This book fulfills an urgent need for an updated text on pediatric psychopharmacology. It takes a unique approach in discussing recent findings within the context of current issues, including economic and political ones. The book covers the emerging question of treating children who do not yet meet diagnostic criteria for psychosis, e.g, schizophrenia or bipolar disorder, but who are deemed to be at high risk. This is an active area of debate: such children are being treated in certain centers, while others reject this completely. The book addresses the antidepressant controversy, the placebo response and unique strategies for delineating this, and ways to optimize the differential between active medication and placebo. It reviews the impact of recent American Heart Association guidelines for monitoring children on stimulants and other psychotropics. It adheres closely to DSM-IV diagnostic criteria throughout. The book describes the use of newly approved drugs such as Lexapro for treating adolescent depression and the novel compound Intuniv.
It covers the TADS and CAMS studies, which evaluated the use of SSRIs alone and in combination with cognitive behavioral therapy for adolescent depression. Other topics include treatment of bipolar disorders, the increasing popularity of generic equivalents, combination pharmacotherapy and the potential dangers of psychotropic medications. This is the third edition of the first ever book published on pediatric psychopharmacology from renowned editors. It incorporates current developments with regard to SSRIs, their indications and their safety issues, including possible associated suicidal behavior. It addresses concerns about cardiovascular side effects of the new stimulant medications available, and compares to other FDA-approved medications for ADHD. It features many tables, figures and pictorials, making it highly accessible and reader friendly.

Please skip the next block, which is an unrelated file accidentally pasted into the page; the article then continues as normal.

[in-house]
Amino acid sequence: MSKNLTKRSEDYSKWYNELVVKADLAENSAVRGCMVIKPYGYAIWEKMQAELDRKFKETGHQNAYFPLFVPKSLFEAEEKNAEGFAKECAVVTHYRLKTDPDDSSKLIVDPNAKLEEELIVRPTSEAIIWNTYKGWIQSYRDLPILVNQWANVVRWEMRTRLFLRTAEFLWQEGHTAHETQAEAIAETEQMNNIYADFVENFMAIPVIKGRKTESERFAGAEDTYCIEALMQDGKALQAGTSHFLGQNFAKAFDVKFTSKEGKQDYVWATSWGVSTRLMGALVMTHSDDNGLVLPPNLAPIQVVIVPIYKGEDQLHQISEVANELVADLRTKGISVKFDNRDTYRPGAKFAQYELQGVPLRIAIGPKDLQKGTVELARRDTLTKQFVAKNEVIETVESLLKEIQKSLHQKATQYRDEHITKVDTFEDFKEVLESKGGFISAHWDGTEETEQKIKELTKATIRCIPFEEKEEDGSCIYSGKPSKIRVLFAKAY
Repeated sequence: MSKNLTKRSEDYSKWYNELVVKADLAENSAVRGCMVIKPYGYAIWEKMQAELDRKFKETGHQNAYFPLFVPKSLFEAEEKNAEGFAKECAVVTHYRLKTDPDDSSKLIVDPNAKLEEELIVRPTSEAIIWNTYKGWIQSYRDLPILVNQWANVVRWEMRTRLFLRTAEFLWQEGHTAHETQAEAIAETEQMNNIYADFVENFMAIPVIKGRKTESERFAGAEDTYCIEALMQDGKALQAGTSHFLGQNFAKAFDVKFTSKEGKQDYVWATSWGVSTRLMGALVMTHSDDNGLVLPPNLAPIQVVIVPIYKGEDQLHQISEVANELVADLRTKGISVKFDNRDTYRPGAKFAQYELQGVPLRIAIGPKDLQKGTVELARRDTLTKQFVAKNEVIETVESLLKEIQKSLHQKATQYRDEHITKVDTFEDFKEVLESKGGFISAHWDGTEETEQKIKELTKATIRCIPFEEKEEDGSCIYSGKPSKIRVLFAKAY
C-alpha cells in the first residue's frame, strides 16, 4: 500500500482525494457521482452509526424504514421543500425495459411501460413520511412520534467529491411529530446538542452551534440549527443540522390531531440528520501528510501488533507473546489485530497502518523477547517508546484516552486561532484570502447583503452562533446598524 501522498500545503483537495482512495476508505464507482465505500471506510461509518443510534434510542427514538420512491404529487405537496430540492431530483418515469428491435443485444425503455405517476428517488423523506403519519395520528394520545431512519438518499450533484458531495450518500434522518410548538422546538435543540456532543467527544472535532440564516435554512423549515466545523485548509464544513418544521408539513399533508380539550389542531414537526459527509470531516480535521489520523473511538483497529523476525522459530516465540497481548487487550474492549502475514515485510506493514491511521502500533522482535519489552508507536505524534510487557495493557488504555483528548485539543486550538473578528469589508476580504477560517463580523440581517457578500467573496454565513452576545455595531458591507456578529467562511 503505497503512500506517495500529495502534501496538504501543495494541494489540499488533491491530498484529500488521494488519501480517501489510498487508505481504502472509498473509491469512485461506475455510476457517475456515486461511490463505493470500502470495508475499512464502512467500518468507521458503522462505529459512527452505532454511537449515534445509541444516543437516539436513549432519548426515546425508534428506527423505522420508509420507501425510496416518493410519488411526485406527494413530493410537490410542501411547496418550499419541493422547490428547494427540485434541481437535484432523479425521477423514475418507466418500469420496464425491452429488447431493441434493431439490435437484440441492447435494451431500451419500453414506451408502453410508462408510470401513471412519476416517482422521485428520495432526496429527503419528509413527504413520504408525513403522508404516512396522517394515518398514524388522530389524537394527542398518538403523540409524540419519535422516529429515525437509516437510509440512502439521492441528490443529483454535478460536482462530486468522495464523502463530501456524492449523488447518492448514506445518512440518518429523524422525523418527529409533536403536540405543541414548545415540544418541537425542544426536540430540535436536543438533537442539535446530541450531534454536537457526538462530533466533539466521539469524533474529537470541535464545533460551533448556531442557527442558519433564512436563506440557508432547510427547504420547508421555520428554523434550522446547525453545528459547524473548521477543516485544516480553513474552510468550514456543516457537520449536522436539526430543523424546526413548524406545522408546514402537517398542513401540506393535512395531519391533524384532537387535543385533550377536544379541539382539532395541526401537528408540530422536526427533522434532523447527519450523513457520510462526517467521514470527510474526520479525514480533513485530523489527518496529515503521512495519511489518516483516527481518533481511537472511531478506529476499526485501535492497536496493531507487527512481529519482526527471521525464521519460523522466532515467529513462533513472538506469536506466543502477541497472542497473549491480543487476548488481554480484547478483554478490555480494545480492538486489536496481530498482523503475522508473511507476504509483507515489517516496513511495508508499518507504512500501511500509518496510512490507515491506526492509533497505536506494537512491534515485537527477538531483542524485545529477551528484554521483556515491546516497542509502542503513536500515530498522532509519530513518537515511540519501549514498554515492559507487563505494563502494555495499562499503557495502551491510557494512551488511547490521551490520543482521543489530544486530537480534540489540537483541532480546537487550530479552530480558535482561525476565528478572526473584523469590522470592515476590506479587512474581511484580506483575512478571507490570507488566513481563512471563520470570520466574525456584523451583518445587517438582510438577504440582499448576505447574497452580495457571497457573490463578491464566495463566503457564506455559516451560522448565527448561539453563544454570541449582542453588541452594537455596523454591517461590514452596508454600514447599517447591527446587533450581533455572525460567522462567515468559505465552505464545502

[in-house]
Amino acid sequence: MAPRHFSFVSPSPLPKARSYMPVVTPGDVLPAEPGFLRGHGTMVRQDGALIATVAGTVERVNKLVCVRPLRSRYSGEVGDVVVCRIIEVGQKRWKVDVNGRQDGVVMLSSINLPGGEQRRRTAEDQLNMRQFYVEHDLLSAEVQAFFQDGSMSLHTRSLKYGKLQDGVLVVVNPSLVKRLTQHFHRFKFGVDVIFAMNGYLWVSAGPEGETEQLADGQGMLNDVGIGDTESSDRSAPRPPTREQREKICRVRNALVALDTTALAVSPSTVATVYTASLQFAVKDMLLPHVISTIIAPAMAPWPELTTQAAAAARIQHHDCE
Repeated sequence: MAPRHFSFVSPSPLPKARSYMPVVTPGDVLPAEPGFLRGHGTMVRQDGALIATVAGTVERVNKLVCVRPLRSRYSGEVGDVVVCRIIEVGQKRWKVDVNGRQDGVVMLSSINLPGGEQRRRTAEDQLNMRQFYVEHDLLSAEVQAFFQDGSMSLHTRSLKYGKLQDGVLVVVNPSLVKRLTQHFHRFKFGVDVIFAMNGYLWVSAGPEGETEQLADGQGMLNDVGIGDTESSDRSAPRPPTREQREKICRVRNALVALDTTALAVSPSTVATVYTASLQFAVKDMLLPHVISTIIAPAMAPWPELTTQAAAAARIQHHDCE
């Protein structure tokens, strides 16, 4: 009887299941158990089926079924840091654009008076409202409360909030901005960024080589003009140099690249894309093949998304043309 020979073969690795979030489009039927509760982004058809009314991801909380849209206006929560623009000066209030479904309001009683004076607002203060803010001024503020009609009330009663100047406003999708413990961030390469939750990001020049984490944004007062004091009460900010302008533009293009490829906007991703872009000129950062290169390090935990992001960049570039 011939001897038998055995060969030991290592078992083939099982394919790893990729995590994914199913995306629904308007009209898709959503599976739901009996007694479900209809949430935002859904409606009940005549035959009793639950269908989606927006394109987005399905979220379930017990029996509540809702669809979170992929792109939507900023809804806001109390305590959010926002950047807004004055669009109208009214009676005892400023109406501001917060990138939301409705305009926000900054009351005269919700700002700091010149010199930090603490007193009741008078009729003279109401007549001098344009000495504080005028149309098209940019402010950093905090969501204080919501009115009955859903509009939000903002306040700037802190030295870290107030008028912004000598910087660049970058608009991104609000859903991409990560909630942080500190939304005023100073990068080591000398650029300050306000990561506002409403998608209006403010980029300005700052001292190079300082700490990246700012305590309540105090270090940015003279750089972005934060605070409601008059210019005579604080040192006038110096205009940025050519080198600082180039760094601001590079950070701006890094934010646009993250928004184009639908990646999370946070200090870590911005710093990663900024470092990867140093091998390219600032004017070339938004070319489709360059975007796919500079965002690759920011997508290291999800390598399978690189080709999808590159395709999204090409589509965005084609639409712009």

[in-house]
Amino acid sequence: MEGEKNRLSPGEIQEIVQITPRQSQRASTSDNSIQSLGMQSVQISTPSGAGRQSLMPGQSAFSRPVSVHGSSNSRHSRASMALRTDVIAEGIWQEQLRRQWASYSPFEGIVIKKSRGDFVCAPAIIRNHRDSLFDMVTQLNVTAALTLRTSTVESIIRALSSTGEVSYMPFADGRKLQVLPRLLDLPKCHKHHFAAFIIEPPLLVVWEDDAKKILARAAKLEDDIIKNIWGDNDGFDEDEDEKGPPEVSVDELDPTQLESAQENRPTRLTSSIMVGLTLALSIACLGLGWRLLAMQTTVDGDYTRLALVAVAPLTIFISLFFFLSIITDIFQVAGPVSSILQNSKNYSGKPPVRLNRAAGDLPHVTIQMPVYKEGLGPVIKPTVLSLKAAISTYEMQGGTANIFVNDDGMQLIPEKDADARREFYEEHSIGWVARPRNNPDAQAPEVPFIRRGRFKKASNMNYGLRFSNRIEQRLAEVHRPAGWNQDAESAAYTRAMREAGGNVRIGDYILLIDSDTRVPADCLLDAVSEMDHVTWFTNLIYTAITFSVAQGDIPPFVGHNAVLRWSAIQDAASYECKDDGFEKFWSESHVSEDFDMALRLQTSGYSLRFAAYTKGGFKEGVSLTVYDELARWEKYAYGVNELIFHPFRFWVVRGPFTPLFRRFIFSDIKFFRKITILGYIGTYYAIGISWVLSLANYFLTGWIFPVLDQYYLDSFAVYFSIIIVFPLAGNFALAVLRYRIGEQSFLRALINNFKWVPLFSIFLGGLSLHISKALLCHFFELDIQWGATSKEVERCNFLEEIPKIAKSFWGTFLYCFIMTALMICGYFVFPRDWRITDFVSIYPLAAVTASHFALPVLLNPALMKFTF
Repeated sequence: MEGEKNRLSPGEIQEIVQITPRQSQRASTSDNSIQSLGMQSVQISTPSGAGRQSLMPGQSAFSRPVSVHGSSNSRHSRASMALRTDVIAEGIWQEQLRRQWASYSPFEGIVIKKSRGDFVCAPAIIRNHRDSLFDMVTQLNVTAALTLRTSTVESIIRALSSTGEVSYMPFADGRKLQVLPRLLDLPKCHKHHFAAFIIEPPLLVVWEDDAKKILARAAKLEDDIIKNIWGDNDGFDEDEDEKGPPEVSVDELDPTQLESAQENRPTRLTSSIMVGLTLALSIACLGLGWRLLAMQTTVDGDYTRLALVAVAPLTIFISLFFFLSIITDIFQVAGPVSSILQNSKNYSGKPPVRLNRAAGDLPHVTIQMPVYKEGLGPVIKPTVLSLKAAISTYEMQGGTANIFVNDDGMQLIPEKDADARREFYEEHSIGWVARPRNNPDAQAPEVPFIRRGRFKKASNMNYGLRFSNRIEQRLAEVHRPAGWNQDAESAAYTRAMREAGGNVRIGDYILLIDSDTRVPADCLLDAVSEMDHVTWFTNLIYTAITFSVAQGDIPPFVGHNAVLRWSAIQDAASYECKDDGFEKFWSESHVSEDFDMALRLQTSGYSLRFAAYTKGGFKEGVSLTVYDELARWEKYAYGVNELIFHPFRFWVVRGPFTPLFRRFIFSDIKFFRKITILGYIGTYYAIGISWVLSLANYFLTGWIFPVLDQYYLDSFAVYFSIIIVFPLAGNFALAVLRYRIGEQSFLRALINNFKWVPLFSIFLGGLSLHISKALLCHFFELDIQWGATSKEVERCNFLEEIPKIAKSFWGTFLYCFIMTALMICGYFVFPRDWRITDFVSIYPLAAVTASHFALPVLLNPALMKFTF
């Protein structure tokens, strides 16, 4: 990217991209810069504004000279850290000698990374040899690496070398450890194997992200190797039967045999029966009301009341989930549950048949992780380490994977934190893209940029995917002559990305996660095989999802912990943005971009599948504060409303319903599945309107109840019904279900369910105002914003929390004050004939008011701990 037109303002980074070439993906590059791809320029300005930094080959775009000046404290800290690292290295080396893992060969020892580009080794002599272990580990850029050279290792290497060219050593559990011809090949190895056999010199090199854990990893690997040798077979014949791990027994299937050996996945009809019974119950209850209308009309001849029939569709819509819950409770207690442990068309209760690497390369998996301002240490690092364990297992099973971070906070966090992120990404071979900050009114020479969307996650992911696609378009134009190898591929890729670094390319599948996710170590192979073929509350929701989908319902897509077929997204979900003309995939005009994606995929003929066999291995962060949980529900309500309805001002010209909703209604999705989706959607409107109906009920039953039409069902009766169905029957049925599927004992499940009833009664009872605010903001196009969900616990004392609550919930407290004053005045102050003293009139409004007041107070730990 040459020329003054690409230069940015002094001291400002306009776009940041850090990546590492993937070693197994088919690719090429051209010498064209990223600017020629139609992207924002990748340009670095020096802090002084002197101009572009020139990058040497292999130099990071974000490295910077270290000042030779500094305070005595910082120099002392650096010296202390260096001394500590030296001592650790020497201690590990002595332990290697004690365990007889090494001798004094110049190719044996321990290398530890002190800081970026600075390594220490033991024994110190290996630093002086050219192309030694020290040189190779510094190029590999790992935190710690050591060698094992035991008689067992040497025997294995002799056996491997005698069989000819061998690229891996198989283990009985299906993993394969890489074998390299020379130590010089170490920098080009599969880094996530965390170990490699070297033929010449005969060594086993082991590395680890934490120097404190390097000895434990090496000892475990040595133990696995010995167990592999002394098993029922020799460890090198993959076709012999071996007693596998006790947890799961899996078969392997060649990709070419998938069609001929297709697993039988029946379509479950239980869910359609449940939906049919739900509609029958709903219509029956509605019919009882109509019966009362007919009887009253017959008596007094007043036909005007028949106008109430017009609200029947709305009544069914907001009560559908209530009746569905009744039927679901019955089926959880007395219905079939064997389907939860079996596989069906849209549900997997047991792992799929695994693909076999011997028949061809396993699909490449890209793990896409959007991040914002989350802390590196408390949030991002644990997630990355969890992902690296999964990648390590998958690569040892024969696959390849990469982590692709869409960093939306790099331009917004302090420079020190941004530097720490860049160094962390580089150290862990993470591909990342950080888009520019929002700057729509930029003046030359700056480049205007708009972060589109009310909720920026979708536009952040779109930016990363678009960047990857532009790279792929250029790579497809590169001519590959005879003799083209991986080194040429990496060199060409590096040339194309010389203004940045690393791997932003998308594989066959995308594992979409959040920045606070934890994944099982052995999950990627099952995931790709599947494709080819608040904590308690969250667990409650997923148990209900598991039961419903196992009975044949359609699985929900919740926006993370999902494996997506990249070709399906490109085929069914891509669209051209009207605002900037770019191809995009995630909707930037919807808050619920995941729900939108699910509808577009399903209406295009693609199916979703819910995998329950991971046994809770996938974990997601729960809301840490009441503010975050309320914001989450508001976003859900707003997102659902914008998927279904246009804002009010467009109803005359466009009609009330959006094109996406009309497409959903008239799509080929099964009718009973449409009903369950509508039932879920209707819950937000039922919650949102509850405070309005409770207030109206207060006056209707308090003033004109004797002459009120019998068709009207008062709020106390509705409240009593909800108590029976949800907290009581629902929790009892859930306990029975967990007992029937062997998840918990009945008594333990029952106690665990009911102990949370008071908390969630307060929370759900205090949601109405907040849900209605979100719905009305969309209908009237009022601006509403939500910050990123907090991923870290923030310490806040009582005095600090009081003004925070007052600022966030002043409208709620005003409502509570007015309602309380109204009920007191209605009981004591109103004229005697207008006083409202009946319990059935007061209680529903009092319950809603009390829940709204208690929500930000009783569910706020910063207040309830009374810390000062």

List of Contributors, xv Foreword, xix Chapter 1 Historical Perspectives on Child and Adolescent Psychopharmacology, 1 Samuel Gershon References, 4 Chapter 2 Pharmacoepidemiology of Psychotropic Medications in Youth, 7 Daniel J. Safer & Julie Magno Zito Introduction, 7 Prevalence and trends for medications prescribed for ADHD, 8 Nonstimulant medications for ADHD, 11 Antidepressant medication, 11 Antipsychotic medication, 13 Alpha-agonists, 14 Anticonvulsant "mood stabilizers", 15 Concomitant psychotropic medication, 15 Preschool psychotropic medication use, 17 International patterns of psychotropic medication for youth, 17 Conclusion, 18 References, 18 Chapter 3 Off-Label Prescribing of Drugs in Child and Adolescent Psychiatry, 25 C. Lindsay DeVane Introduction, 25 Extent of off-label prescribing, 27 Need for psychoactive drug treatments for children and adolescents, 31 Legislation supporting pediatric drug development, 33 Recommendations to follow when considering off-label prescribing, 35 References, 36 Chapter 4 The Use of Generic Drugs in Pediatric Psychopharmacology, 39 Richard I. Shader & Christopher-Paul Milne What is a generic drug?, 39 Why are we discussing generic drugs?, 39 Basic requirements for generic drugs, 40 The status of regulations regarding generic drugs and children, 41 Abbreviated new drug application (ANDA) requirements, 42 Pediatric assessments of adult drugs (history up to current status), 43 Best Pharmaceuticals for Children Act, 44 Pediatric Research Equity Act, 45 Intersection of requirements for generics and pediatric assessment, 46 Future directions, 48 Concluding thoughts, 49 References, 49 Chapter 5 Psychoactive Drug Use in Children: Basic Concepts in Clinical Pharmacology, 51 David J. Edwards Introduction, 51 Basic concepts in pharmacokinetics, 52 Dosing considerations for psychoactive drugs in children, 55 Summary, 60 References, 60 Chapter 6 Psychostimulants, 65 Steven R. Pliszka Introduction, 65 Epidemiology of stimulant use, 66 Structure and biochemical mechanism of action, 66 Neuroimaging studies of stimulant effects, 67 Studies of short-term efficacy, 72 Studies of long-term efficacy, 76 Clinical use, 79 Common side-effects, 84 Cardiovascular safety issues, 86 Growth suppression, 88 Substance use and diversion, 88 Comparison with nonstimulant treatment, 89 Treatment of comorbidity, 92 Pharmacogenetics, 93 Conclusions, 94 References, 94 Chapter 7 Tricyclic Antidepressants and Monoamine Oxidase Inhibitors for the Treatment of Child and Adolescent Psychiatric Disorders, 105 Charlotte M. Heleniak, Tejal Kaur, Kareem D. Ghalib & Moira A. Rynn Tricyclic antidepressants (TCAs), 105 Drug interactions, contraindications, 116 Monoamine oxidase inhibitors (MAOIs), 117 General summary, 122 References, 123 Chapter 8 Selective Serotonin Reuptake Inhibitors (SSRIs), 131 Dara Sakolsky & Boris Birmaher Pharmacokinetics, 131 Initiation and titration, 133 Indications and efficacy, 134 Adverse effects, 146 Withdrawal, 149 References, 149 Chapter 9 Novel (Atypical) Antidepressants, 155 Heidi R. Bruty, Graham J. Emslie & Paul Croarkin Novel (atypical) antidepressants, 155 General overview, 155 Bupropion, 157 Duloxetine, 162 Mirtazapine, 164 Trazodone, 166 Venlafaxine, 170 Desvenlafaxine, 173 Alternative treatments, 174 Summary, 175 References, 176 Chapter 10 Antipsychotic Agents, 181 Brieana M. Rowles, John L. Hertzer & Robert L. Findling Introduction, 181 Chemical properties, 182 Typical antipsychotics, 183 Atypical antipsychotics, 186 Ethical issues: treatment of at-risk populations, 212 Conclusions, 213 References, 213 Chapter 11 Lithium, 221 Garrett M. Sparks & David A. Axelson Introduction, 221 Pharmacology, 222 Potential mechanisms of action, 222 Evidence for the use of lithium in children and adolescents, 232 Dosing and drug monitoring, 239 Contraindications, precautions, and drug interactions, 242 Side-effects, 246 References, 250 Chapter 12 Anticonvulsants Used in Child and Adolescent Psychiatric Disorders, 261 Mani Pavuluri & Tushita Mayanil Introduction, 261 Divalproex sodium, 261 Carbamazepine, 271 Oxcarbazepine, 275 Lamotrigine, 279 Gabapentin, 284 Topiramate, 285 Conclusion, 288 References, 288 Chapter 13 Anxiolytics, 301 Barbara J. Coffey & Amanda L. Zwilling Chemical properties, 301 Indications, 305 Contraindications, 320 Adverse effects, 321 Overdose, 324 Abuse/dependence, 324 Drug interactions, 325 Available preparations and cost, 325 Initiation and maintenance of treatment, 325 Management of specific side-effects, 330 How to withdraw medication, 332 References, 332 Chapter 14 Adrenergic Agents in Child and Adolescent Psychiatry, 341 Lawrence David Scahill Clonidine and guanfacine, 341 Guanfacine, 349 Beta-blockers, 355 Acknowledgements, 361 References, 361 Chapter 15 Atypical Psychopharmacologic Strategies, 365 Jess Shatkin & Aron Janssen Opiate antagonists, 365 Memantine, 368 Riluzole, 369 Secretin, 371 Topiramate, 372 Herbal medications and dietary supplements, 373 Ginkgo ( Ginkgo biloba ), 375 Melatonin, 381 Omega-3 fatty acids, 383 St. John's wort ( Hypericum perforatum ), 384 Valerian ( Valeriana officinalis ), 387 Conclusion, 388 References, 389 Chapter 16 Psychopharmacology in Preschool Children, 399 Mini Tandon & Joan Luby Introduction, 399 Developmental considerations, 400 Rise in psychopharmacology use, 402 Psychotherapy before psychopharmacology, 403 When psychopharmacology may be considered as a first line: pragmatic considerations, 404 Psychopharmacology in preschool disorders: administration and monitoring, 404 Off-label prescribing: special considerations, 407 Use of psychotropics in specific disorders, 408 Summary, 415 References, 415 Chapter 17 Combination Pharmacotherapy for Psychiatric Disorders in Children and Adolescents, 421 Gagan Joshi & Anna M. Georgiopoulos Bipolar disorder, 422 Major depressive disorder, 429 Attention-deficit hyperactivity disorder, 431 Obsessive-compulsive disorder, 433 Tics and Tourette's syndrome, 434 Pervasive developmental disorders, 434 Conclusion, 434 References, 435 Index, 439